The BBC's plan to block UK access to its international news site has been greeted with a mixture of criticism and derision from experts.
The corporation plans to launch an international news site -- BBCNews.com -- later this year which it claims is a response to government pressure to extend its World Service onto the Internet.
The BBC proposes to make the new international site accessible only to users outside the UK. This, it says, will maintain a distance between its publicly-funded and commercial services.
Both the existing and proposed sites will carry the same news content, with the latter funded by and carrying advertisements for its international-only audience.
At least that's the plan.
Technical experts dismiss the proposals as impossible, arguing it is not feasible to control access by geography. Ben Laurie, director of the Apache Foundation and one of the expert witnesses during the Yahoo! French Nazi auction trial says "it is not possible" to block users geographically. "They [the BBC] may hope they can but then management often think very stupid things," he says.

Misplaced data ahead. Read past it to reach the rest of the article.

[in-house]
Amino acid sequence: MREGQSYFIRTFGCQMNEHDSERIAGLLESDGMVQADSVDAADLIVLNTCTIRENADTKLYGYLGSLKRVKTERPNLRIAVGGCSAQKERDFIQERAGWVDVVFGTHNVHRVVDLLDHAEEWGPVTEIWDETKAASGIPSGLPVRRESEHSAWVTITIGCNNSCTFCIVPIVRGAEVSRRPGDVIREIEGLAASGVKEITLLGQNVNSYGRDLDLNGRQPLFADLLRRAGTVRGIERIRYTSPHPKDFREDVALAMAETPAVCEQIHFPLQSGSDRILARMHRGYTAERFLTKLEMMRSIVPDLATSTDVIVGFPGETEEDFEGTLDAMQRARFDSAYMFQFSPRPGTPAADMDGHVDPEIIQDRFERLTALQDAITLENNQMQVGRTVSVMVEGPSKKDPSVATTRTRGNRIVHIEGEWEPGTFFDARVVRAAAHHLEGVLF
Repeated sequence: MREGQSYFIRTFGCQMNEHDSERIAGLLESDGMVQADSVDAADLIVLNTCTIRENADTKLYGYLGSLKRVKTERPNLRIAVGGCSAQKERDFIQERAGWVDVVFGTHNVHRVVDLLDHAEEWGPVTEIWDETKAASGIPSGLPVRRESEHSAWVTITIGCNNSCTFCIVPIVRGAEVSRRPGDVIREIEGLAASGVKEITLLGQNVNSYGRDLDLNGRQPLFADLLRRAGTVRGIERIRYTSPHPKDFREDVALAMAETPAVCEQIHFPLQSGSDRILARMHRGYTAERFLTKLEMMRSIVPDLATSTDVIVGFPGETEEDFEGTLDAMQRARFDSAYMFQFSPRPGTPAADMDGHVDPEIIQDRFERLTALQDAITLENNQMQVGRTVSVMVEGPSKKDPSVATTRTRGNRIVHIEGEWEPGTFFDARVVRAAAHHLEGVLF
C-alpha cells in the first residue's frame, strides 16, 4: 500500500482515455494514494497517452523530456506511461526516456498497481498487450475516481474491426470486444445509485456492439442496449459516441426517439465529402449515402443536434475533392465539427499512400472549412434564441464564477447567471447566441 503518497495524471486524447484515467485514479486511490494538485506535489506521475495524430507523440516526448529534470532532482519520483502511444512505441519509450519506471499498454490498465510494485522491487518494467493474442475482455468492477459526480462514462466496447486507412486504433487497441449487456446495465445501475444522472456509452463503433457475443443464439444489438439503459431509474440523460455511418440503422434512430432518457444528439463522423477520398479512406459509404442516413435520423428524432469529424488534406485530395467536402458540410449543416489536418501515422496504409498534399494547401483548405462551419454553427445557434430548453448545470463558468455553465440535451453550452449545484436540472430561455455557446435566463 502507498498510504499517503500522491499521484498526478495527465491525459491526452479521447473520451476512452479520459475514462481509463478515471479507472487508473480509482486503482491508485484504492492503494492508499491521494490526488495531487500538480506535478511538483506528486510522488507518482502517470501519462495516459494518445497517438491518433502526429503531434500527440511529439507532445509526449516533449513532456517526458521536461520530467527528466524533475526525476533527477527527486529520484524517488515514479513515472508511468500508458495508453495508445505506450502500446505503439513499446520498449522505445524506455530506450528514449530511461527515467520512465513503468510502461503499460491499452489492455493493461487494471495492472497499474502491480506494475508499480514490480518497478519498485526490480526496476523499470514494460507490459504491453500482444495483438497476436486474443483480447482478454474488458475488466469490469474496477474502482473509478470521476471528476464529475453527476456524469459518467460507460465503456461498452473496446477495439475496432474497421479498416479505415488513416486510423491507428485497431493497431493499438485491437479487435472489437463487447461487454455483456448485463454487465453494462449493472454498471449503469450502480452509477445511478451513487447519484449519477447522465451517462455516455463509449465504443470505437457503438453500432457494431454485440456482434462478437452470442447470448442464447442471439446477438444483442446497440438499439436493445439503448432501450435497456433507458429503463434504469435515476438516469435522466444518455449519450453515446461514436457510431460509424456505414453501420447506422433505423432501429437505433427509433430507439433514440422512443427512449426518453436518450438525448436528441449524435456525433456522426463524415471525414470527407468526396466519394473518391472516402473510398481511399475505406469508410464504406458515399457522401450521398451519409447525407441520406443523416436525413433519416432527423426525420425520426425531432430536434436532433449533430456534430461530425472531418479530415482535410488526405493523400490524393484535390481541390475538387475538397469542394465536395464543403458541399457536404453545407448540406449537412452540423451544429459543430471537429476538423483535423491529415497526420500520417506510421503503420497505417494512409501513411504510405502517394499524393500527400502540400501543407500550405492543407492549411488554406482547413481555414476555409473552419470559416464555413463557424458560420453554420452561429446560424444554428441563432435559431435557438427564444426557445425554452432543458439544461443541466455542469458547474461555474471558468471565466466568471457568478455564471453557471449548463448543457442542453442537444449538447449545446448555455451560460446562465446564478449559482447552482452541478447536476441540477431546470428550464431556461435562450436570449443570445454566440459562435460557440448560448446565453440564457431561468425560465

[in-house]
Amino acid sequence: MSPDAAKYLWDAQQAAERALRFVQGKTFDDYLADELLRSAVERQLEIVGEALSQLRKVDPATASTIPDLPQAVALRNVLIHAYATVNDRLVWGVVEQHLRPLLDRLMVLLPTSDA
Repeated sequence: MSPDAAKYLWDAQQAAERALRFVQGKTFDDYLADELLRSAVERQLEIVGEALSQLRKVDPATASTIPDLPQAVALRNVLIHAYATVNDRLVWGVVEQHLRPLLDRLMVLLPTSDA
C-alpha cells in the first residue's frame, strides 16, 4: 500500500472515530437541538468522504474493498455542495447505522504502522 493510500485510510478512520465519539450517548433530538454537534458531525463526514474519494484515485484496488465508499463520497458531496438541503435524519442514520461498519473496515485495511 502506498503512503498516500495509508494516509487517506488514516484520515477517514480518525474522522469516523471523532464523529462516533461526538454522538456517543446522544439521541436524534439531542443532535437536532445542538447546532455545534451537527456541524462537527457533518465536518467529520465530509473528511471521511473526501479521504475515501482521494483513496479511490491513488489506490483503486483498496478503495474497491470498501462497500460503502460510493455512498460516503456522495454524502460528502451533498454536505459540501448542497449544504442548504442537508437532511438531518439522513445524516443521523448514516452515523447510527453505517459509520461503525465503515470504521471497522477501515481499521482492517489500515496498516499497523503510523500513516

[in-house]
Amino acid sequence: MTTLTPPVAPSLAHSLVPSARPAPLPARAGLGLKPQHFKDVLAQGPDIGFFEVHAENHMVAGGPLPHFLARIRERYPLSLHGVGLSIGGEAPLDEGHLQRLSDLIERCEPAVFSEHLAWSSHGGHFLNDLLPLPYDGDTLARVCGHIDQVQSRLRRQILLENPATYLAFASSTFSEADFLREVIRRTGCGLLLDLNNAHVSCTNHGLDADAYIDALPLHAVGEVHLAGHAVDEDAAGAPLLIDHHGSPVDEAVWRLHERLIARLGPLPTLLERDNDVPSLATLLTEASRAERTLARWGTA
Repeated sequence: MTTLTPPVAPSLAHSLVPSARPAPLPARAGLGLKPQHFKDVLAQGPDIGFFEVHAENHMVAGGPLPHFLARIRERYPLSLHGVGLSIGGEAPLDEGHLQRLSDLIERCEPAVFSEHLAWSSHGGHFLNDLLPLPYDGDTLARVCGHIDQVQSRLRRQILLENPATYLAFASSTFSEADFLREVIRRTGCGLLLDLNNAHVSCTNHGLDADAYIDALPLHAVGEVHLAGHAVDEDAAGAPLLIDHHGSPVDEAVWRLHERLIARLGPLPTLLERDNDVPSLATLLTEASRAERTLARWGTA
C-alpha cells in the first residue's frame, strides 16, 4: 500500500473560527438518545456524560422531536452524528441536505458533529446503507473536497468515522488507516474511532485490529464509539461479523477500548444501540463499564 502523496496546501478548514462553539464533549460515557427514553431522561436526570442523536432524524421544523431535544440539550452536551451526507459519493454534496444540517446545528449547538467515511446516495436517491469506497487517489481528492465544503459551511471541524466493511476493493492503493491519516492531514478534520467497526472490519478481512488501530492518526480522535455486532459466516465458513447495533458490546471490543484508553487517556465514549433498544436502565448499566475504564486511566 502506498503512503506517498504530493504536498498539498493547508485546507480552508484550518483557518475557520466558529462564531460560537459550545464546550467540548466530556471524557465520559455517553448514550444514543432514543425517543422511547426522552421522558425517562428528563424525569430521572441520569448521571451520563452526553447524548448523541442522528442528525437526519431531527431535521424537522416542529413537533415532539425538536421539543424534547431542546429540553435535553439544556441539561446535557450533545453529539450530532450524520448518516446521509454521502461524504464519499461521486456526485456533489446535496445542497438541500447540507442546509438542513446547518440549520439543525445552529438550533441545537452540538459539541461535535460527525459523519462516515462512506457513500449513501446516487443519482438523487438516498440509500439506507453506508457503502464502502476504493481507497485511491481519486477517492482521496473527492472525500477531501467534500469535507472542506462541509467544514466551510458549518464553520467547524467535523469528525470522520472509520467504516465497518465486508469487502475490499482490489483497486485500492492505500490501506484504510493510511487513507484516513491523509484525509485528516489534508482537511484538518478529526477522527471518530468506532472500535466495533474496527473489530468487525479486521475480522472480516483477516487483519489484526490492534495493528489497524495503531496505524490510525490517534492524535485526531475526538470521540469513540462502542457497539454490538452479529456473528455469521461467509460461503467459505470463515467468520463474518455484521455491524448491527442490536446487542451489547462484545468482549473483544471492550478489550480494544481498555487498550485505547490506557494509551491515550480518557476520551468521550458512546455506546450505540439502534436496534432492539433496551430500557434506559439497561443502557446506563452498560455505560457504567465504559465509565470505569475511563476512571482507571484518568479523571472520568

Laurie also thinks there are wider problems with the plan. "I am opposed to the concept that people should be restricted in what they can view. Knowledge should be universally available," he says. "Presumably the reason the BBC is doing this is not to stop UK users from looking at a site with adverts but to prevent Americans looking at an ad-free site."
Commercial broadcasters have long claimed there is an increased blurring between the BBC's public services and its commercial ones. The plan to launch BBCNews.com has been criticised by sparring partner ITN. "If it is a BBC Worldwide service then the BBC has to prove that it is paying a market rate for any content it takes from a publicly-funded site," says an ITN spokesman. "If it can't then the BBC has a major problem on its hands."
The BBC denies the proposed international site will be paid for with licence payers' money. "UK users won't be able to log on to the international site and vice versa," says a BBC spokesman, claiming that the technology to make this possible is "still being explored".
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